2005 AAAI Fall Symposium Series
Call for Papers

Arlington, Virginia, USA
3rd-6th November, 2005

for information please contact Bijan Parsia <>

Invited Speakers:
James Hendler, University of Maryland
Michael Wooldridge, University of Liverpool

Accepted papers:
Dynamic Sub-Ontology Evolution for Collaborative Problem-Solving
Y. Mao, W. Cheung, Z. Wu, J. Liu

SEA: a Semantic Web Services Context-aware Execution Agent
A. Lopes, L. Botelho

Integrating Language Understanding Agents Into the Semantic Web
A. Java, T. Finin, S. Nirenburg

Integrating knowledge modeling and multi-agent systems
M. Gomez, E. Plaza

A Temporal Aggregates Ontology in OWL for the Semantic Web
F. Pan

Web Service Composition as a Planning Task: Experiments using
Knowledge-Based Planning
E. Martinez, Y. Lesperance

Service Level Agreements for Semantic Web Agents
N. Oren, A. Preece, T. Norman

Semantic Web Service Composition Planning with OWLS-Xplan
M. Klusch, A. Gerber, M. Schmidt

Integrating Agents, Ontologies, and Semantic Web Services for
Collaboration on the Semantic Web
M. Stollberg, S. Thomas

Protocols for Web Service Invocation
C. Walton

OWLS-MX: Hybrid OWL-S Service Matchmaking
M. Klusch, B. Fries, M. Khalid, K. Sycara

Template-based Composition of Semantic Web Services
E. Sirin, B. Parsia, J. Hendler

Interleaving Semantic Web Reasoning and Service Discovery
J. Rao, N. Sadeh

Preparing Semantic Agents for an Unsuspecting and Unreliable World
L. McDowell

Topics of interest
The Semantic Web is based on the idea of dynamic, heterogeneous,
shared knowledge sources providing machine-readable content in a
similar way to that in which information is shared on the World
Wide Web. Integral to this vision was a synergy with Multi-Agent
Systems technology; agents could utilize this knowledge to achieve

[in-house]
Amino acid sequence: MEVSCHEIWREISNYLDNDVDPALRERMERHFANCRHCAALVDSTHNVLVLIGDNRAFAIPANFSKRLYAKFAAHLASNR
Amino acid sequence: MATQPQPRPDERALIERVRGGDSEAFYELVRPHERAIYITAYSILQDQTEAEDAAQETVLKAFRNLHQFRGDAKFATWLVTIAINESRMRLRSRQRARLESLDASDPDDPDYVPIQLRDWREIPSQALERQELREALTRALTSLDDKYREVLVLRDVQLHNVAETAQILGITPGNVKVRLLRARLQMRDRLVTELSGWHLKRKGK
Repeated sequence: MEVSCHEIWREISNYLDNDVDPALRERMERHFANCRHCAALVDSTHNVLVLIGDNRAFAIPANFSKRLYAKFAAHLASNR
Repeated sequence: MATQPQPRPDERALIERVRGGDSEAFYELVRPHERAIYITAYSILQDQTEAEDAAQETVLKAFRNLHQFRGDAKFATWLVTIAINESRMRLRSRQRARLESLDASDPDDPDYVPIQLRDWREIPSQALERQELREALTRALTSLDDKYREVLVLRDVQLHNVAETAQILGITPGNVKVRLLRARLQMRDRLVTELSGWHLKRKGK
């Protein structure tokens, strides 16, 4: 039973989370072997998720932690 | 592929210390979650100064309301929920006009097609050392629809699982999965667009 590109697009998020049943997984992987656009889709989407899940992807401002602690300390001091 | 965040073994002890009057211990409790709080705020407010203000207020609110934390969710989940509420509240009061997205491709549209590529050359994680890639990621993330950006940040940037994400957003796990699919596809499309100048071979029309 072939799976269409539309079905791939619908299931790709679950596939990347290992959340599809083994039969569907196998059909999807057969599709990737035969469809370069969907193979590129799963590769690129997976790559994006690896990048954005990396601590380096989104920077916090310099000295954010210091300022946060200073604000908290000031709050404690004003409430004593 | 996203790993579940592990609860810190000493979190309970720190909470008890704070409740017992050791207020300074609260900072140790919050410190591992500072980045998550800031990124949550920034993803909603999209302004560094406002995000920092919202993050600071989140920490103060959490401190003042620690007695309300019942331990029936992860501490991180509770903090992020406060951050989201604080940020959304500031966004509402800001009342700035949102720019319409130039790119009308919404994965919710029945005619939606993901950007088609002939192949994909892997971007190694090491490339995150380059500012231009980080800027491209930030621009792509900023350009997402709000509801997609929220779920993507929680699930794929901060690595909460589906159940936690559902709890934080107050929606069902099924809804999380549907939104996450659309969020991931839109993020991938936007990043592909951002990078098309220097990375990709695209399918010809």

their own goals, producing new knowledge that could be disseminated
or published within a common framework. Conversely, the Semantic
Web would benefit from autonomous, distributed agents responsible
for gathering/aggregating knowledge, reasoning and inferring new
facts, identifying and managing inconsistencies, and providing trust
and security mechanisms.

Previous workshops and discussion fora devoted to this topic have
mainly focused on either the semantic web aspect or the agent aspect
of the problem, and have failed to achieve an agreement on the
common research themes. Thus there is a risk of missing significant
opportunities for sharing results in areas such as:

* Knowledge sharing. The agent paradigm is successfully employed
in those applications where autonomous, heterogeneous, and
systems need to interoperate in order to achieve a common goal,
however this is possible if agents are able to share knowledge.
Ontologies are a powerful tool to achieve semantic interoperability
among heterogeneous, distributed systems.

* Syntactic Unification. Data exchanged between service providers
are typically based on different syntaxes and conceptual schemas,
raising the problem of data mediation for interoperability.
and mechanisms for mapping and translating across ontologies
can address these problems.

* Discovery of agent capabilities. Semantic-based discovery
mechanisms and languages/ontologies for describing agent capabilities
and predefined coordination mechanisms are needed to make the
automatic discovery of services offered by agents and other

* Agent coordination. Goal-directed composition typically involves
planning across a space of existing actions, ensuring that data
and control flow constraints are satisfied. Model checking
techniques are required to ensure valid compositions, as well as
temporal reasoning to validate control flow dependences. Such
techniques need to accommodate semantic descriptions as well as
avoiding live-lock situations that may lead to failure.

* Interaction Protocols. Different agents expect specific messages
to be choreographed in a precisely defined manner. Integration
has to guarantee and enforce the communication protocols.
Interoperable description frameworks are thus required to ensure